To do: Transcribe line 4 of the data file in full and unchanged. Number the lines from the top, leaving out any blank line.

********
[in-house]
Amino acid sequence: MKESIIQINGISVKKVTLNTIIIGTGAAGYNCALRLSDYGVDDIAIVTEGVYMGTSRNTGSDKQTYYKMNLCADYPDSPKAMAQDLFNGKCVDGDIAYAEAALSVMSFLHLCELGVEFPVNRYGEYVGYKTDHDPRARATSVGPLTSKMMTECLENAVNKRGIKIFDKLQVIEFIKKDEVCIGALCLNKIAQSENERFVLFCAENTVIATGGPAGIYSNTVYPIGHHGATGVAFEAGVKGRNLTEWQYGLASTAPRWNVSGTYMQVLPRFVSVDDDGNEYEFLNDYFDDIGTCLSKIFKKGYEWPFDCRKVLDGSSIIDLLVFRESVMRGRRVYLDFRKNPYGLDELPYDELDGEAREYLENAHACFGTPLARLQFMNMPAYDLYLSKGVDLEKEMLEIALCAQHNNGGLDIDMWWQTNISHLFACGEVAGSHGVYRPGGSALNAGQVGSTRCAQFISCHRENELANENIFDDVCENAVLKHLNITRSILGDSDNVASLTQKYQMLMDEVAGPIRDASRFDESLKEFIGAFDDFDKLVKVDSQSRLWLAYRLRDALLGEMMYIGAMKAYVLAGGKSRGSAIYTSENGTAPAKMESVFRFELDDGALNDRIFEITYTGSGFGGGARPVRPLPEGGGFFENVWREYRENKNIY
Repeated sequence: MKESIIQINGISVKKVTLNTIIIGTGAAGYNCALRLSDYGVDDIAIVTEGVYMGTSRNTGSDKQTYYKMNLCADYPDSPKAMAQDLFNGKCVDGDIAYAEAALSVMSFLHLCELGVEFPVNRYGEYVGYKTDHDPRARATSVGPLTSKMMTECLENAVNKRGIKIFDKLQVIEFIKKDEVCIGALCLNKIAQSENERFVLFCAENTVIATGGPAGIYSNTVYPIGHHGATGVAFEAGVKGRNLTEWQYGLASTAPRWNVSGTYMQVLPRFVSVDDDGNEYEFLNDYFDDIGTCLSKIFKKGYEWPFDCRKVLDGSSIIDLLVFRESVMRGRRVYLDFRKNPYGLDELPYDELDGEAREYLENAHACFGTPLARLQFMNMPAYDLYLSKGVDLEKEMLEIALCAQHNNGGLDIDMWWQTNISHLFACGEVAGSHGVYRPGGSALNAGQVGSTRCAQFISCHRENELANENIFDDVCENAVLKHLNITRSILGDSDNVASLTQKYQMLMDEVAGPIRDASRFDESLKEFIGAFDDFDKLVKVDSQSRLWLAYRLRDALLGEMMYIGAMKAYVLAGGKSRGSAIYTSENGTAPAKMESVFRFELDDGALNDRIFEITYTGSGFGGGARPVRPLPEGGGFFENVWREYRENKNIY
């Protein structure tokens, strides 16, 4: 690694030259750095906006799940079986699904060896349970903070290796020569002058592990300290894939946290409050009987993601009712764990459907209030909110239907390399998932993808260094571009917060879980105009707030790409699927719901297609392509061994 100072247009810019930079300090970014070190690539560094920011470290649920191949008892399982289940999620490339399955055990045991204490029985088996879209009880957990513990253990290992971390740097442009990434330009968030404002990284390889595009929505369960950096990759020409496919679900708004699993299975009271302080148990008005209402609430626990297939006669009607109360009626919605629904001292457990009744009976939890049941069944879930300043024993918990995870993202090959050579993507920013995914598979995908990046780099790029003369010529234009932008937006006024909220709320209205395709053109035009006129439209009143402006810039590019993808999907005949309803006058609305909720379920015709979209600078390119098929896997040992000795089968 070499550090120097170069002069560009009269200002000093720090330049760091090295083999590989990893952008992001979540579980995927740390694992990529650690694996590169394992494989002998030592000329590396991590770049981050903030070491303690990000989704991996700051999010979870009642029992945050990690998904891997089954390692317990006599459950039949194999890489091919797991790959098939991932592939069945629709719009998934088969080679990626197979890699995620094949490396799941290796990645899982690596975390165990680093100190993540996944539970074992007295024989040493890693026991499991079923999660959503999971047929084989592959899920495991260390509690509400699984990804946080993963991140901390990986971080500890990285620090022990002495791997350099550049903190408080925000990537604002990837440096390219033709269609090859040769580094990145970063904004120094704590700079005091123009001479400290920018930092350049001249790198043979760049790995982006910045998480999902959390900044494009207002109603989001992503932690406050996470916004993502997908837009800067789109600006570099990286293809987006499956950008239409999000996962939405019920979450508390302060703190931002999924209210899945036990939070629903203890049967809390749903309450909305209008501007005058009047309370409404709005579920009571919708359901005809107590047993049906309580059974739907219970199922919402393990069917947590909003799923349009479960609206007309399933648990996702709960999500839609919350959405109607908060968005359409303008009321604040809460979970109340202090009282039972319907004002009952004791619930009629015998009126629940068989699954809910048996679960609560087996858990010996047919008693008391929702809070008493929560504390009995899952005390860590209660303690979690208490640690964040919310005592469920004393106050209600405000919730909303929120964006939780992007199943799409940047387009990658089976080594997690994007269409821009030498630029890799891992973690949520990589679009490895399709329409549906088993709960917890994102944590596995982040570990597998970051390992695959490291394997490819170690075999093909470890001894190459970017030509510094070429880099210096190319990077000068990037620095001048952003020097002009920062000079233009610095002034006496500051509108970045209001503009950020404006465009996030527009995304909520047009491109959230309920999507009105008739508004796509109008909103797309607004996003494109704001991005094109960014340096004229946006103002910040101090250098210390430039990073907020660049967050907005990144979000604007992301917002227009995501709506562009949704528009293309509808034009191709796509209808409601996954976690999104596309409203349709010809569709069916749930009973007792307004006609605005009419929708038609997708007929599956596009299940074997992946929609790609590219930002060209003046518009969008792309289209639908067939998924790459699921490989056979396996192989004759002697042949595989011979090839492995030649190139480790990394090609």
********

């Protein structure tokens, strides 16, 4: 690694030259750095906006799940079986699904060896349970903070290796020569002058592990300290894939946290409050009987993601009712764990459907209030909110239907390399998932993808260094571009917060879980105009707030790409699927719901297609392509061994 100072247009810019930079300090970014070190690539560094920011470290649920191949008892399982289940999620490339399955055990045991204490029985088996879209009880957990513990253990290992971390740097442009990434330009968030404002990284390889595009929505369960950096990759020409496919679900708004699993299975009271302080148990008005209402609430626990297939006669009607109360009626919605629904001292457990009744009976939890049941069944879930300043024993918990995870993202090959050579993507920013995914598979995908990046780099790029003369010529234009932008937006006024909220709320209205395709053109035009006129439209009143402006810039590019993808999907005949309803006058609305909720379920015709979209600078390119098929896997040992000795089968 070499550090120097170069002069560009009269200002000093720090330049760091090295083999590989990893952008992001979540579980995927740390694992990529650690694996590169394992494989002998030592000329590396991590770049981050903030070491303690990000989704991996700051999010979870009642029992945050990690998904891997089954390692317990006599459950039949194999890489091919797991790959098939991932592939069945629709719009998934088969080679990626197979890699995620094949490396799941290796990645899982690596975390165990680093100190993540996944539970074992007295024989040493890693026991499991079923999660959503999971047929084989592959899920495991260390509690509400699984990804946080993963991140901390990986971080500890990285620090022990002495791997350099550049903190408080925000990537604002990837440096390219033709269609090859040769580094990145970063904004120094704590700079005091123009001479400290920018930092350049001249790198043979760049790995982006910045998480999902959390900044494009207002109603989001992503932690406050996470916004993502997908837009800067789109600006570099990286293809987006499956950008239409999000996962939405019920979450508390302060703190931002999924209210899945036990939070629903203890049967809390749903309450909305209008501007005058009047309370409404709005579920009571919708359901005809107590047993049906309580059974739907219970199922919402393990069917947590909003799923349009479960609206007309399933648990996702709960999500839609919350959405109607908060968005359409303008009321604040809460979970109340202090009282039972319907004002009952004791619930009629015998009126629940068989699954809910048996679960609560087996858990010996047919008693008391929702809070008493929560504390009995899952005390860590209660303690979690208490640690964040919310005592469920004393106050209600405000919730909303929120964006939780992007199943799409940047387009990658089976080594997690994007269409821009030498630029890799891992973690949520990589679009490895399709329409549906088993709960917890994102944590596995982040570990597998970051390992695959490291394997490819170690075999093909470890001894190459970017030509510094070429880099210096190319990077000068990037620095001048952003020097002009920062000079233009610095002034006496500051509108970045209001503009950020404006465009996030527009995304909520047009491109959230309920999507009105008739508004796509109008909103797309607004996003494109704001991005094109960014340096004229946006103002910040101090250098210390430039990073907020660049967050907005990144979000604007992301917002227009995501709506562009949704528009293309509808034009191709796509209808409601996954976690999104596309409203349709010809569709069916749930009973007792307004006609605005009419929708038609997708007929599956596009299940074997992946929609790609590219930002060209003046518009969008792309289209639908067939998924790459699921490989056979396996192989004759002697042949595989011979090839492995030649190139480790990394090609």